Solar and Rail: The Perfect Match?

Mention “green economy,” and almost automatically many people will think about alternative energy sources like wind and solar. Without question, the makeup of our energy system needs to change—badly. But other aspects of greening the economy shouldn’t get short shrift either. Changing the way we travel from point A to point B, limiting the voracious appetite of our buildings for heating and cooling, and making industries like steel, aluminum, and paper far more efficient are all essential tasks. In many cases, these activities might be pursued in parallel, as different “wedges” of a climate stabilization policy.

Better yet, such approaches can be combined in imaginative ways. One encouraging example is found in China, where solar energy and rail endeavors came together in a project inaugurated last month. A 6.68 megawatt photovoltaic system was installed on roofs and awnings of the recently completed Hongqiao Station, part of the Beijing-Shanghai high-speed rail line currently under construction.

The project’s 20,000 solar panels cover an area of 61,000 square meters, forming the largest standalone PV array in the world. The system cost about $23 million to install, produces enough electricity for 12,000 Shanghai households, will cut coal consumption by 2,254 tons, and will reduce carbon emissions by 6,600 tons.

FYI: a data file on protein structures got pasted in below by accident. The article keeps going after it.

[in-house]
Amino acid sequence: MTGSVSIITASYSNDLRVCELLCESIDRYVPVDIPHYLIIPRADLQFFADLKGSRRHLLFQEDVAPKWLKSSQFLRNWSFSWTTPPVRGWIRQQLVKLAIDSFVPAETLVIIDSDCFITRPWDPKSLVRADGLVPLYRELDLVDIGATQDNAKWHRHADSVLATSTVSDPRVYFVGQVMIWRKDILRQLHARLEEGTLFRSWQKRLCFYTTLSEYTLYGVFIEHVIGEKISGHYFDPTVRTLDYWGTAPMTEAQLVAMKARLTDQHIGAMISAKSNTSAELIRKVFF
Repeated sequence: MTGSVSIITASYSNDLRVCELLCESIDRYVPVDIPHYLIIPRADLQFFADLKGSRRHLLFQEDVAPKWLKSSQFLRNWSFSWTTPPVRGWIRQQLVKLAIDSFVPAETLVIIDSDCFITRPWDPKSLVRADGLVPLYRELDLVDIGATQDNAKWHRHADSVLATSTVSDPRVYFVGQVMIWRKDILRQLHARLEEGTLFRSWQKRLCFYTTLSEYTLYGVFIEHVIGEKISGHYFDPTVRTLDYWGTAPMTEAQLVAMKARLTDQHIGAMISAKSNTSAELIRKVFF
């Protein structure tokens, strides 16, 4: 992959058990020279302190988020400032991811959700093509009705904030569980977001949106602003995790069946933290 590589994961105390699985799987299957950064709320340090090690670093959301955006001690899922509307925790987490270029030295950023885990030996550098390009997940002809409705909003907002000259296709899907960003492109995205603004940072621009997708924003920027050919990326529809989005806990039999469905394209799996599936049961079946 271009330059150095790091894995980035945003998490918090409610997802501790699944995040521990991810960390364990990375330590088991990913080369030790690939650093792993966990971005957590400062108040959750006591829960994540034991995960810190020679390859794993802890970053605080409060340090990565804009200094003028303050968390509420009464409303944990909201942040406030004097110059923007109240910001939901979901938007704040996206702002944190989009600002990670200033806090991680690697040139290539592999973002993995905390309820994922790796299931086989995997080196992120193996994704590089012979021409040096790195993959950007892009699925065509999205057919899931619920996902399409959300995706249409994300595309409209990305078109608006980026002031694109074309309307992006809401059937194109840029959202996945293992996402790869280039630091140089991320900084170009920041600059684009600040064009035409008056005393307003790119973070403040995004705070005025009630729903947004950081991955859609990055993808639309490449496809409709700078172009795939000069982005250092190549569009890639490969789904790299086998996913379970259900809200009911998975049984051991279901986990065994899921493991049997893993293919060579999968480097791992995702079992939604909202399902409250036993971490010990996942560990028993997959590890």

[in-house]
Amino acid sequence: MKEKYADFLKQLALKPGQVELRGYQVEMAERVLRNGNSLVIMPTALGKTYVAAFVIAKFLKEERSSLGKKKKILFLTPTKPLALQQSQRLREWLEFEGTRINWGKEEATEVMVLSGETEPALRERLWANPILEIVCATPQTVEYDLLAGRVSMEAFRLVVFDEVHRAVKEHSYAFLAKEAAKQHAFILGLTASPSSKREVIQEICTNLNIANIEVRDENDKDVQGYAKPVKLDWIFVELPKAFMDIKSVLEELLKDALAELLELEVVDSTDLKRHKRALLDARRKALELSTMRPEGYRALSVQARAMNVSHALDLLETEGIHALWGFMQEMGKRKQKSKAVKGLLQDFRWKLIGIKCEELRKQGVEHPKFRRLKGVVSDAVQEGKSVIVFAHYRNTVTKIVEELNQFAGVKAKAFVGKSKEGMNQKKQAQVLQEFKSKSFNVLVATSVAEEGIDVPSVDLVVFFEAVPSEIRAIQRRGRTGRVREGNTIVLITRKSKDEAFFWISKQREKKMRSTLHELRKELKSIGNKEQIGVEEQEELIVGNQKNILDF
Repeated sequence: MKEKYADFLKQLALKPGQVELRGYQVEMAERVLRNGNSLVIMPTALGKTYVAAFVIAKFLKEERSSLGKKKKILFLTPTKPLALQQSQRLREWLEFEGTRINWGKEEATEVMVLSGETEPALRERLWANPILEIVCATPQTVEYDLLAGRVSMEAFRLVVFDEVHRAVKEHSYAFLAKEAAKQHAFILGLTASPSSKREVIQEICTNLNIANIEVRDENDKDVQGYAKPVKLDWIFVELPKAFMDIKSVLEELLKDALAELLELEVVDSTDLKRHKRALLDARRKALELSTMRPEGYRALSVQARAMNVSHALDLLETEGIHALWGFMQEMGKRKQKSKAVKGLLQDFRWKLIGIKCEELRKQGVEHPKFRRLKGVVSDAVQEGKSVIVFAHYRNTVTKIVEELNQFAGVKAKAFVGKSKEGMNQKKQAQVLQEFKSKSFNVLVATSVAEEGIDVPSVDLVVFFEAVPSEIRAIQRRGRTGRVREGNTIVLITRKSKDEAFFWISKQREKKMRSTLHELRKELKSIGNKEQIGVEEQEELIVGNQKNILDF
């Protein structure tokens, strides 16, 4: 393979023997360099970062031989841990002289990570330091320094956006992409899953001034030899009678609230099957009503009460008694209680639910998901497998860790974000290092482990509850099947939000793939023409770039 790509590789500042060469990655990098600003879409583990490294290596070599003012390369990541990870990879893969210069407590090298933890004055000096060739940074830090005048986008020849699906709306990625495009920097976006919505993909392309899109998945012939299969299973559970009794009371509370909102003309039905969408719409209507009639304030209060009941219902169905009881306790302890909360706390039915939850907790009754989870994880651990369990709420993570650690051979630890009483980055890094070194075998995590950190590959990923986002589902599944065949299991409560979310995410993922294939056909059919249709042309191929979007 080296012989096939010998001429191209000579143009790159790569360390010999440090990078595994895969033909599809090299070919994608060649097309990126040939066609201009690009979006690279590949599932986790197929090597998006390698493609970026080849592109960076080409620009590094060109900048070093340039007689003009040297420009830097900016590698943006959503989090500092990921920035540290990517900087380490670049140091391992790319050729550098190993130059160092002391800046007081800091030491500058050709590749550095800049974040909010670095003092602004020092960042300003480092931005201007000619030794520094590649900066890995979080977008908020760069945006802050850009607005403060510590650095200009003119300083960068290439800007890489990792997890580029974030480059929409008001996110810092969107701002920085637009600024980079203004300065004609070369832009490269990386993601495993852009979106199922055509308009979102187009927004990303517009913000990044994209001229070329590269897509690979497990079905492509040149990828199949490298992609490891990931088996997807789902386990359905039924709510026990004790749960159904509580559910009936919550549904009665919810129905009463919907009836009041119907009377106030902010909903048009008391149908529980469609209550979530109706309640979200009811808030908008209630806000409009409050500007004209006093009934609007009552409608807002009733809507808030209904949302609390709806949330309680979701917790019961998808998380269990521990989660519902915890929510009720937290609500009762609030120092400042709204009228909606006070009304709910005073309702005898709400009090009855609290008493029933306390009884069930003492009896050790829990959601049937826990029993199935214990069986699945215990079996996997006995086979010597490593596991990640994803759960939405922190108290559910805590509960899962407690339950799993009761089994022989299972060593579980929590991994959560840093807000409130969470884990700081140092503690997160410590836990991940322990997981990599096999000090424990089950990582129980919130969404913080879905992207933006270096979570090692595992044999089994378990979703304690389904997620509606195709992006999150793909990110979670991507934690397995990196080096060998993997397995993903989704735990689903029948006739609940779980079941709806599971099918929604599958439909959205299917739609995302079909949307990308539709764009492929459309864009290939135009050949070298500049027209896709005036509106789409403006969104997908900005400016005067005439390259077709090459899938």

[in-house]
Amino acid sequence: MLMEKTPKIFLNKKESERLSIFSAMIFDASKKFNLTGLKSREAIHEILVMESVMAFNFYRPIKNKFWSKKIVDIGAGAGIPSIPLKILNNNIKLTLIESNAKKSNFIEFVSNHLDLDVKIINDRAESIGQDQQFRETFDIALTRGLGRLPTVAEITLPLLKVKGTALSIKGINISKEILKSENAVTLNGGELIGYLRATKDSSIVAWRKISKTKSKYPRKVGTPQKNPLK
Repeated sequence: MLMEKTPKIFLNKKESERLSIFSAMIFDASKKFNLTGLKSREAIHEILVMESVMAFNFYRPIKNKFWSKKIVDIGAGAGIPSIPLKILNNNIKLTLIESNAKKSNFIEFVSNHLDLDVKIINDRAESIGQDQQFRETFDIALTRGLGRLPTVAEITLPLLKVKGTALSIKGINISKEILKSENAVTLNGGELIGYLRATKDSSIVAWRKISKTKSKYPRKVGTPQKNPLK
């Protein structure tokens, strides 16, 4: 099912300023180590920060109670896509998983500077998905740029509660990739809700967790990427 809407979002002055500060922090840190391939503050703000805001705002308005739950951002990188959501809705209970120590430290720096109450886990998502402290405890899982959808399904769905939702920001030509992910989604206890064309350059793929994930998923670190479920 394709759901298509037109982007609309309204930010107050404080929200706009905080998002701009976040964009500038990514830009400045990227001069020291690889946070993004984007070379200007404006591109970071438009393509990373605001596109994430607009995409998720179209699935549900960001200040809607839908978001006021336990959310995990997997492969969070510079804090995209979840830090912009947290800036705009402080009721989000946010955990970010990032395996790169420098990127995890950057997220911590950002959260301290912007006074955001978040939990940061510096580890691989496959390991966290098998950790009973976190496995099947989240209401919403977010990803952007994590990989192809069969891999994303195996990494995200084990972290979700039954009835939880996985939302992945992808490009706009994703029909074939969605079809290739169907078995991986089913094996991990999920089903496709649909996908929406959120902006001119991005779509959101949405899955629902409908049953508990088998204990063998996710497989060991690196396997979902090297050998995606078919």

The Hongqiao array is regarded as a pilot project. But given the massive expansion of China’s rail system, it holds enormous potential. Plans are to lengthen the total rail network from 92,000 kilometers today to 120,000 kilometers by 2020, a goal that may even be raised to 150,000 kilometers. The country’s high-speed lines are set to reach a length of 25,000 kilometers. Earlier this year, some 6,500 kilometers had already been constructed.

The rail station sits next to Hongqiao airport

There will be plenty of rail-station roofs to put solar panels on. For that matter, solar panels could be integrated into many more buildings in Shanghai and China’s other metropolises. China and Taiwan together now produce about half the world’s PV panels, but they export most of them. With the Hongqiao project, perhaps that will begin to change.

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